When  a user connects to the access server, (s)he is asked for a login‐
       name and a password. This  information  is  then	 sent  to  the	radius
       server. The server replies with "access denied", or "access OK". In the
       latter case login information is sent along, such as the IP address  in
       the case of a PPP connection.

       The  access  server  also  sends login and logout records to the radius
       server so accounting can be done. These records are kept for each  ter‐
       minal  server  seperately in a file called detail, and in the wtmp com‐
       patible logfile /var/log/radwtmp.

       Radiusd uses a number of configuration files. Each file	has  it's  own
       manpage describing the format of the file. These files are:

	      The  main	 configuration file, which sets the administrator-con‐
	      trolled items.

	      This file is usually static. It defines all the possible	RADIUS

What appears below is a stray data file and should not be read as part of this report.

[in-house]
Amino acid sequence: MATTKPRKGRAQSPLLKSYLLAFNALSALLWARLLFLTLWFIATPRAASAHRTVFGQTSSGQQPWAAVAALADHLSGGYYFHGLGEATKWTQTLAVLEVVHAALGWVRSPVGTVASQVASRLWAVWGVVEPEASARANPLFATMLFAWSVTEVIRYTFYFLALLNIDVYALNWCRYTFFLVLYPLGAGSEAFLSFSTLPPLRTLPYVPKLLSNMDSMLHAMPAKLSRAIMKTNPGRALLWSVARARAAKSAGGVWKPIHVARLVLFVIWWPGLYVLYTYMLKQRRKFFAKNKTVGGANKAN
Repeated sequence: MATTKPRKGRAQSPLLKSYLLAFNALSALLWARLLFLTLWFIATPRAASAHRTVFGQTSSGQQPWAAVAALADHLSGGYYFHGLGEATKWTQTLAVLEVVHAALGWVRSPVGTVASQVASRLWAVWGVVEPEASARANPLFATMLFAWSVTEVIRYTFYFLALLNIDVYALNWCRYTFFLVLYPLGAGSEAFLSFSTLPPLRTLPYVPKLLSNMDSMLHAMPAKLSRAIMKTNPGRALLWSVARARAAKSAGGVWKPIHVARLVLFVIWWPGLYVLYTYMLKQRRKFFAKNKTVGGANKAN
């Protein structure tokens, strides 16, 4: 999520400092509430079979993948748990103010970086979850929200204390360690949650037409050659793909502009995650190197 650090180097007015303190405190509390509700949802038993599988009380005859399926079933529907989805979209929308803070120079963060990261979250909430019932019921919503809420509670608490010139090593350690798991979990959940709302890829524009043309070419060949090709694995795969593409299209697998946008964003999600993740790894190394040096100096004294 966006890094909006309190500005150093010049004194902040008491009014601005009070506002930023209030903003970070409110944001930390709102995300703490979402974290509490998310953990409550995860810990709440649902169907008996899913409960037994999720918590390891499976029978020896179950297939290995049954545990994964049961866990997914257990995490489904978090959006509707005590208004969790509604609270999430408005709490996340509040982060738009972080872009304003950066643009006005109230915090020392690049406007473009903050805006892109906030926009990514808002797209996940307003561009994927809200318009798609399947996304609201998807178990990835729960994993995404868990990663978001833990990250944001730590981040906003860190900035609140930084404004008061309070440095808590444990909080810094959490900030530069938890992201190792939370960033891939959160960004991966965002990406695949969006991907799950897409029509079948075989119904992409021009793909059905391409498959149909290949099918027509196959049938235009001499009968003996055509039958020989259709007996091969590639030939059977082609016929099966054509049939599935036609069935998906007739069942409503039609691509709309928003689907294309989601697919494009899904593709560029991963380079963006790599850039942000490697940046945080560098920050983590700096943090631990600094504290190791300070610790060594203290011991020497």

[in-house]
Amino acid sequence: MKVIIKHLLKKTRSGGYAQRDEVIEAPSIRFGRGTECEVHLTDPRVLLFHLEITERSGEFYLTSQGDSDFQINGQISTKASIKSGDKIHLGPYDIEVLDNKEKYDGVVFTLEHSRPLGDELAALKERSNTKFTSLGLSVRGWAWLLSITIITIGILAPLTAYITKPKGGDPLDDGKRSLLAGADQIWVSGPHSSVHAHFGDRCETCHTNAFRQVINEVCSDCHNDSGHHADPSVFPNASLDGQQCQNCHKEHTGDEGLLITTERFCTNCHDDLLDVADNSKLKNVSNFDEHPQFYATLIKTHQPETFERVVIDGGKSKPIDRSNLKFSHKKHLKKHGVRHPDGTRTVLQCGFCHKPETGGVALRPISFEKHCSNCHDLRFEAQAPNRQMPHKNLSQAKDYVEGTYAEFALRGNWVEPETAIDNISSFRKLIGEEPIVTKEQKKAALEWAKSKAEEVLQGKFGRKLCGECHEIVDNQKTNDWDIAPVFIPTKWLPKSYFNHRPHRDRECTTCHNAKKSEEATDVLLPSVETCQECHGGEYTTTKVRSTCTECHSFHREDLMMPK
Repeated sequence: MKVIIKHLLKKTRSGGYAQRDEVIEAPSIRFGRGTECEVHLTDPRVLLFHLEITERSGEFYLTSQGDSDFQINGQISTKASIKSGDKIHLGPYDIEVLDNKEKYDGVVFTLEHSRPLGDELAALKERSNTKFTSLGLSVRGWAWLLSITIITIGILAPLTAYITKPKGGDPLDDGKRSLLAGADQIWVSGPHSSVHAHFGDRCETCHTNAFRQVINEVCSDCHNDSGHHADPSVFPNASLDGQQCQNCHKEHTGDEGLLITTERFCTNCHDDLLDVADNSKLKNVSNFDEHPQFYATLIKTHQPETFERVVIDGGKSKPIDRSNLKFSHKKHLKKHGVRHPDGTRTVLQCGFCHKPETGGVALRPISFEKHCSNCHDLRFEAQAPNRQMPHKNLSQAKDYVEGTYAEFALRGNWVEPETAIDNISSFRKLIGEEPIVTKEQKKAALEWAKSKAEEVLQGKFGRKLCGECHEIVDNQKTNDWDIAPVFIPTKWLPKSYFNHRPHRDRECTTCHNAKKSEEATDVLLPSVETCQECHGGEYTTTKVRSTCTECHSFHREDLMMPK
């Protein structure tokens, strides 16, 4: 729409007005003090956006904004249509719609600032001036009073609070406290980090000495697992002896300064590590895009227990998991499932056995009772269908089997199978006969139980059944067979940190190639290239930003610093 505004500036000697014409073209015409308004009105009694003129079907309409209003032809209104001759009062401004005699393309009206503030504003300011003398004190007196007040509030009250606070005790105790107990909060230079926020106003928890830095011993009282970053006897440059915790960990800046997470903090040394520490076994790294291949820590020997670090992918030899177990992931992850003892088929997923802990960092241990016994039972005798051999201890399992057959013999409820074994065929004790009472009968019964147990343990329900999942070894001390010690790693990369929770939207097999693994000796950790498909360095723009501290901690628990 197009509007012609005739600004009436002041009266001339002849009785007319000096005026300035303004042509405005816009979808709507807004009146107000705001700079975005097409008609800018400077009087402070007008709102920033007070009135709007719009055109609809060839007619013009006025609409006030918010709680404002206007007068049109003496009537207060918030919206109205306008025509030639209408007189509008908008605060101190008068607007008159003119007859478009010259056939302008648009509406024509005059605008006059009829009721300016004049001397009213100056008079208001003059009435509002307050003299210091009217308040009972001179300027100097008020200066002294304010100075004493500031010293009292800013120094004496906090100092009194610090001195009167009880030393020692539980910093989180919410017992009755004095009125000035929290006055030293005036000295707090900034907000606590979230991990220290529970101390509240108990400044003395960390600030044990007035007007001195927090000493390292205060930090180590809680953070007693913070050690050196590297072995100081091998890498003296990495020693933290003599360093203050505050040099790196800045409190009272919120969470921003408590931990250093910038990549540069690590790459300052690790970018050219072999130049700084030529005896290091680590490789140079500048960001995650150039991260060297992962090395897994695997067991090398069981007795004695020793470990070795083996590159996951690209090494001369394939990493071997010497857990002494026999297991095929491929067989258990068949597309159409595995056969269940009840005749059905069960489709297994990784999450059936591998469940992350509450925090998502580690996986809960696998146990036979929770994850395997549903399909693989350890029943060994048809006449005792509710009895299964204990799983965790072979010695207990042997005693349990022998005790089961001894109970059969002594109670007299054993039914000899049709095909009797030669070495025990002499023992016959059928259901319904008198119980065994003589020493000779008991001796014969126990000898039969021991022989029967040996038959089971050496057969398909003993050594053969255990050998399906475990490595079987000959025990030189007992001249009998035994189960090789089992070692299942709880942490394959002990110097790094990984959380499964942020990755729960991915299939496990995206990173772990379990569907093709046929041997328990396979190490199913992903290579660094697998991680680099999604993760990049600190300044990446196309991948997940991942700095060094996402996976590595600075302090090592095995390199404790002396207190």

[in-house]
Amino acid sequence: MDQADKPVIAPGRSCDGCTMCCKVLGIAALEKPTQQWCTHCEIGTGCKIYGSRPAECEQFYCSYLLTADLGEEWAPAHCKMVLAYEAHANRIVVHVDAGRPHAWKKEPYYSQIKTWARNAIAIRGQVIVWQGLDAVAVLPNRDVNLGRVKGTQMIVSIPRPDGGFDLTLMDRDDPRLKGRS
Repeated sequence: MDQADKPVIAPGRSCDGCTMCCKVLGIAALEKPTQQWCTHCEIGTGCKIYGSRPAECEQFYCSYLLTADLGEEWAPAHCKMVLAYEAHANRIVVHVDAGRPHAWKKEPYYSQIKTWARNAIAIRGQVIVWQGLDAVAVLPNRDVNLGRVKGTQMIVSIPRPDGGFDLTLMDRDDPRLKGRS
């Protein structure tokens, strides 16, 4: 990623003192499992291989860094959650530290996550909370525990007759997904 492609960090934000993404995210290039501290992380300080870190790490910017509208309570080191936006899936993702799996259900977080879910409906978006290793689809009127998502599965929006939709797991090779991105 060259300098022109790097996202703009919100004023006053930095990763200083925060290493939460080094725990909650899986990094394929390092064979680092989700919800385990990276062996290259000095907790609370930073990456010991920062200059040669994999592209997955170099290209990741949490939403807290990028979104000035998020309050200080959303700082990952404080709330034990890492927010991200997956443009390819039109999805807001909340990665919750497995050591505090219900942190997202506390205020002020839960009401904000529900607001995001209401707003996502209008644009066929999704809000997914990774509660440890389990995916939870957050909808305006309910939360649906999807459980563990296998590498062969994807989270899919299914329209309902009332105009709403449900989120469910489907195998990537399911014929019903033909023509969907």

attributes  used	in  the	 other configuration files.  You don't
	      have to modify it.  It includes other dictionary	files  in  the
	      same directory.

       hints  Defines  certain hints to the radius server based on the users's
	      loginname or other attributes sent by the access server. It also
	      provides for mapping user names (such as Pusername -> username).
	      This provides the functionality that the Livingston  2.0	server
	      has  as  "Prefix" and "Suffix" support in the users file, but is
	      more general. Ofcourse the Livingston way	 of  doing  things  is
	      also  supported,	and  you  can  even  use both at the same time
	      (within certain limits).

	      Defines the huntgroups that you have, and makes it  possible  to
	      restrict	access	to  certain  huntgroups to certain (groups of)

       users  Here the users are defined. On a typical setup, this file mainly
	      contains	DEFAULT	 entries  to  process  the  different types of
	      logins, based on hints from the hints  file.  Authentication  is
	      then based on the contents of the UNIX /etc/passwd file. However
	      it is also possible to define all users, and their passwords, in
	      this file.

       radiusd.conf(5), users(5), huntgroups(5), hints(5), dictionary(5).

       The FreeRADIUS Server Project (http://www.freeradius.org)

				  08 Mar 2009			    RADIUSD(8)